In the 40th Century, almost nobody dies.

Somewhere on a forgotten and crusty old moon, destitute actor Mohandas is picked up by a starship captain who is seeking offline adventurers for a very specific, and not at all legal, expedition. He’s a perfect target, really, off the grid because he can’t pay his taxes, and in need of money. So begins a grand adventure which leads us through many strange worlds, bringing the team face to face with what it really means to be human.

Dancing With Eternity is a book for the Facebook generation, but unlike some offerings such as Charlie Brooker’s Black Mirror, or Ghost in the Shell, it looks at the more positive side of having a constantly connected society, which is a refreshing change. For instance, the notion of crime undergoes a rapid change, as any victim can automatically upload and share a crime being committed against them instantly with the world, who, by this stage, not only read or hear about the event as we currently can on the internet, but they are able to feel and experience these things as the victim does. Criminals can’t stay off the grid for long. So crime’s pretty nonexistent, which is nice. And the major influence of being constantly connected means that your mind can be uploaded, downloaded, reinstalled in different bodies. Nobody truly dies. Which leads to other implications, such as the fact that nobody has had to deal with true death in a very long time.

Being able to install a mind in a new body brings in other issues, such as the lack of need for natural birth. This has implications for feminism, the role of sex, and also, more disturbingly, for service-sector workers and socio-political issues – as people can trade indentured years of service for privileges in re-booting themselves, so on and so forth. My only hangup here is that there could have been more space for a discussion of feminism that covered more than second-wave, but to be quite honest, it’s a broad topic, and not only were a lot of themes tackled in the novel, but most sci-fi novels don’t even acknowledge this issue at all, so it’s an immensely refreshing read and a real positive that discourse of these topics is being furthered. What was nice about the implications for service workers was that this was not made the focus of the novel, and too often the temptation to make sociological and class issues the focus is too great for the average novelist to resist. There are many subtle reveals in what such a society would mean, and it’s enlightening to have them introduced alongside a marvellous adventure story which grabs and holds the attention – by the end, not only have you enjoyed yourself, but you feel like you’ve really been engaging in serious thought as well.

But to say that Dancing with Eternity is only for the social network generation is not entirely accurate. The novel contains many subtle nods to legacy sci-fi tales, and holds a lot more complexity than at first would appear, at times seeming like philosophical discourse, at others giving interpersonal intrigue, and at its most basic level is a rollicking good adventure.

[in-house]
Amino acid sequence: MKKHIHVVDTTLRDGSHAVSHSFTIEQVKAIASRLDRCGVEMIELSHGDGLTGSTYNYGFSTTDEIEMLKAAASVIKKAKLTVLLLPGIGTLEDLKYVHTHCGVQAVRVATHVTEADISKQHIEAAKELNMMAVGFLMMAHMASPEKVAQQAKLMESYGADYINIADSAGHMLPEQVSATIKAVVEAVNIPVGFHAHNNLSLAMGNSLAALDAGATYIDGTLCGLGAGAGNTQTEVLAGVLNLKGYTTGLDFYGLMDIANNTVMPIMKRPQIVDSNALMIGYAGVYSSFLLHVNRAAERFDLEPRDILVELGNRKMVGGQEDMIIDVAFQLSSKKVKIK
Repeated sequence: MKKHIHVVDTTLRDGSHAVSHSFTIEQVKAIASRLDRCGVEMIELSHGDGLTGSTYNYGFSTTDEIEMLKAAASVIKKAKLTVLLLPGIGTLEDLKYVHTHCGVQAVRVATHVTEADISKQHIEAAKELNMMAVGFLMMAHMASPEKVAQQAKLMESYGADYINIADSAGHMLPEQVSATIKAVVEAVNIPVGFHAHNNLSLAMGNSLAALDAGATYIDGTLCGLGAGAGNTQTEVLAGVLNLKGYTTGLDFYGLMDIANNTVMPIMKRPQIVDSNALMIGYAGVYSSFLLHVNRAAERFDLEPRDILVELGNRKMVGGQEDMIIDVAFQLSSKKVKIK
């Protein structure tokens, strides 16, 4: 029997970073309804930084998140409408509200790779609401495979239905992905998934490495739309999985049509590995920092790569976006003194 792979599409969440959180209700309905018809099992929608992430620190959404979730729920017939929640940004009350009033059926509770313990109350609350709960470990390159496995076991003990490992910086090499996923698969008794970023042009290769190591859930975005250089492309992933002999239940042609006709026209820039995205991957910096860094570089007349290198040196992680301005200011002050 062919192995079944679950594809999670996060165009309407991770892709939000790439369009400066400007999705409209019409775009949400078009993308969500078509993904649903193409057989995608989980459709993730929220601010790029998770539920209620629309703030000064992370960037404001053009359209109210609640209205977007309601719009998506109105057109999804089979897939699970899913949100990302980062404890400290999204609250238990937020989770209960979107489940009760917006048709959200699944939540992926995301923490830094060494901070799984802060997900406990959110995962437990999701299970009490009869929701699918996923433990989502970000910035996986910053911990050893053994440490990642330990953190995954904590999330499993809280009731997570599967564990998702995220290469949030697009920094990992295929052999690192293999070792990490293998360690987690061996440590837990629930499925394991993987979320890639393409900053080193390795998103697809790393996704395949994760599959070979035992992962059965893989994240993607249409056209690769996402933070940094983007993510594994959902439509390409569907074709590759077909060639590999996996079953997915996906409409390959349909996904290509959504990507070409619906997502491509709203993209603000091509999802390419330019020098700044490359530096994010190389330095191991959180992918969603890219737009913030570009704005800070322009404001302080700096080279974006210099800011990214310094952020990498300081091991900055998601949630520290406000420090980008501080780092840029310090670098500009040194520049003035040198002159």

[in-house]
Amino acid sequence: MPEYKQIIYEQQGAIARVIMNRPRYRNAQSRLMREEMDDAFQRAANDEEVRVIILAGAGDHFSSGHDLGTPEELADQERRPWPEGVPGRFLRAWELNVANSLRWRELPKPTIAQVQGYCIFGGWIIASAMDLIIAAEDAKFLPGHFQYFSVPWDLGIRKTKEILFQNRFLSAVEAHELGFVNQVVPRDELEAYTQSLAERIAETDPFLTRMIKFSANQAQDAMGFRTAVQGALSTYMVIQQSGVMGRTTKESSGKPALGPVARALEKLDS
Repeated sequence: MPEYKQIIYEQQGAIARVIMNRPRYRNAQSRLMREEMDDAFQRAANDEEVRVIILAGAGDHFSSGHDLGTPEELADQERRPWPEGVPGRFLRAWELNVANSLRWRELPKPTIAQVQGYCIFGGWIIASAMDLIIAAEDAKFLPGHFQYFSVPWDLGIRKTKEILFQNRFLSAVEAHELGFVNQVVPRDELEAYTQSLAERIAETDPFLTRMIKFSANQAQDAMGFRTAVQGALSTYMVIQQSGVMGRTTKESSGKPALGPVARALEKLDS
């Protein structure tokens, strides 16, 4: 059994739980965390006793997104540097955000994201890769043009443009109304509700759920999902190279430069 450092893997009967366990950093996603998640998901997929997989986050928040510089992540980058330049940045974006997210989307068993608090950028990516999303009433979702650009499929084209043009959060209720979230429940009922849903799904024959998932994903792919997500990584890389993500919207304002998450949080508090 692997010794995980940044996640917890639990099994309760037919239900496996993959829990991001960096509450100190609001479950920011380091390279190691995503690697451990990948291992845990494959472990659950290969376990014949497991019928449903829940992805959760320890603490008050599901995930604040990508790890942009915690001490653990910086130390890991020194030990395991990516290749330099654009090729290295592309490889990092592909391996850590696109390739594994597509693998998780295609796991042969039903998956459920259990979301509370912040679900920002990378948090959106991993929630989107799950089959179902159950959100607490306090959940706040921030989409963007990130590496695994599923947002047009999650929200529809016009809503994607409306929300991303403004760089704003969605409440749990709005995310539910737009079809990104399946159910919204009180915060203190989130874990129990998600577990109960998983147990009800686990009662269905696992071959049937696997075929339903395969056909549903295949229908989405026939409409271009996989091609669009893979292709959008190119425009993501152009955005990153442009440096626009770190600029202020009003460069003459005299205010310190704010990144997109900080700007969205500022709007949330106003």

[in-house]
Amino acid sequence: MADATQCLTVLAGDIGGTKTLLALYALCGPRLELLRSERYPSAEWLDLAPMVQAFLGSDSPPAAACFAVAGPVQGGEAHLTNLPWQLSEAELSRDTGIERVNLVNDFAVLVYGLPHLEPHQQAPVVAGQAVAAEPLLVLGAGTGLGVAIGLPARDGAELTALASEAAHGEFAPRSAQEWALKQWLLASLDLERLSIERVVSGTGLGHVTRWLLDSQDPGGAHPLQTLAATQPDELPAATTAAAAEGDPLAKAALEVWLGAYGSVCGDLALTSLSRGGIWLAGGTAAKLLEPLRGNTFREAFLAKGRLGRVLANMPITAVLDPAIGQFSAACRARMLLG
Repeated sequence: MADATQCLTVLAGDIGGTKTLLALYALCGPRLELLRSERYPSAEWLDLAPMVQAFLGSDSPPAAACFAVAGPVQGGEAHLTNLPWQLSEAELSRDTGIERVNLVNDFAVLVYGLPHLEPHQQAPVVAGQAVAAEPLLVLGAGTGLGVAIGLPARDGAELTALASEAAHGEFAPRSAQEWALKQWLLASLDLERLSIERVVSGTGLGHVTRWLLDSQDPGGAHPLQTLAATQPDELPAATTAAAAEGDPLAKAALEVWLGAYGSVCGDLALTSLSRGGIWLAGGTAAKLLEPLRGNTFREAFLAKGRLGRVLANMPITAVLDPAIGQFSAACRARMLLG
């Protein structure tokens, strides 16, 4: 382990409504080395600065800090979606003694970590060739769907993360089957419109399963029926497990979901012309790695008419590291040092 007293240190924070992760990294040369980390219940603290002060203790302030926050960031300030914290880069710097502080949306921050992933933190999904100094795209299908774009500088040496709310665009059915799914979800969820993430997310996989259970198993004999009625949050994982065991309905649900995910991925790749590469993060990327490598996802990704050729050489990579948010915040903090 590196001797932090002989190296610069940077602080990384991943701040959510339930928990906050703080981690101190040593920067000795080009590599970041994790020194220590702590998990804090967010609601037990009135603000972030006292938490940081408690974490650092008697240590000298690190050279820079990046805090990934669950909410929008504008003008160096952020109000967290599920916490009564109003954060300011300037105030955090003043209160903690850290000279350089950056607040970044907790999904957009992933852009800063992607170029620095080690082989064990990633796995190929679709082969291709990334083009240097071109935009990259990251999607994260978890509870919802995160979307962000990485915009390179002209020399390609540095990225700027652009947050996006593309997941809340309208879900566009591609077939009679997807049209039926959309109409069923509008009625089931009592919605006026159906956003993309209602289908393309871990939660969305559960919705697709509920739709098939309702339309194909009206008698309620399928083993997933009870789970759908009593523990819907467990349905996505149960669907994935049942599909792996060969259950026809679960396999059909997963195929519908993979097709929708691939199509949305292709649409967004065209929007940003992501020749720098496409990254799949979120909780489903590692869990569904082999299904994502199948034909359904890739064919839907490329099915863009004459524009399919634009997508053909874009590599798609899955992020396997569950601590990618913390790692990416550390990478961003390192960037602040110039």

What I find most interesting about this novel is that Lowrie has managed to achieve the feel of hard sci-fi novels, with hints of Anne McCaffrey and David Zindell, without going too heavy on scientific complexity. The complexity of the technology is achieved from a psychological perspective rather than by using computers – characters sync their minds together to pilot vessels, and interpersonal decisions are made through what are canonically termed the ‘softer sciences’ – psychology, sociology etc. This approach means that philosophical ideas, such as what it means to live forever, can be explored without the novel deprecating as our own technology advances in real-time. It makes the novel somewhat timeless, and in this I find echoes of Frank Herbert and the way he approached writing Dune – a world where psychology and religion took centre stage instead of machines and technology, meaning the characters’ minds could be explored more thoroughly and ideas could be more acutely expressed.

It’s also a very accessible approach. You don’t need to know scientific or mathematical terminology to read this book. And what is doubly pleasing to me, as someone with a scientific background, is that the science he has included is spot-on, particularly the geology and biology, and the science behind space shuttle missions. It gives a sense that the environments being described are real and plausible, which helps the fiction blossom. And there’s a really lovely bit involving forensic geology at one point which is thrilling to read!

I would recommend this book if you’re looking for something new and refreshing to read in a science-fiction vein. You will be pleasantly satisfied.

You can also check out our exclusive interview with John Patrick Lowrie himself here at Renegade Revolution, below:

We will soon be putting up details of the recently-released audiobook, so keep an eye out!


main image © Camel Press

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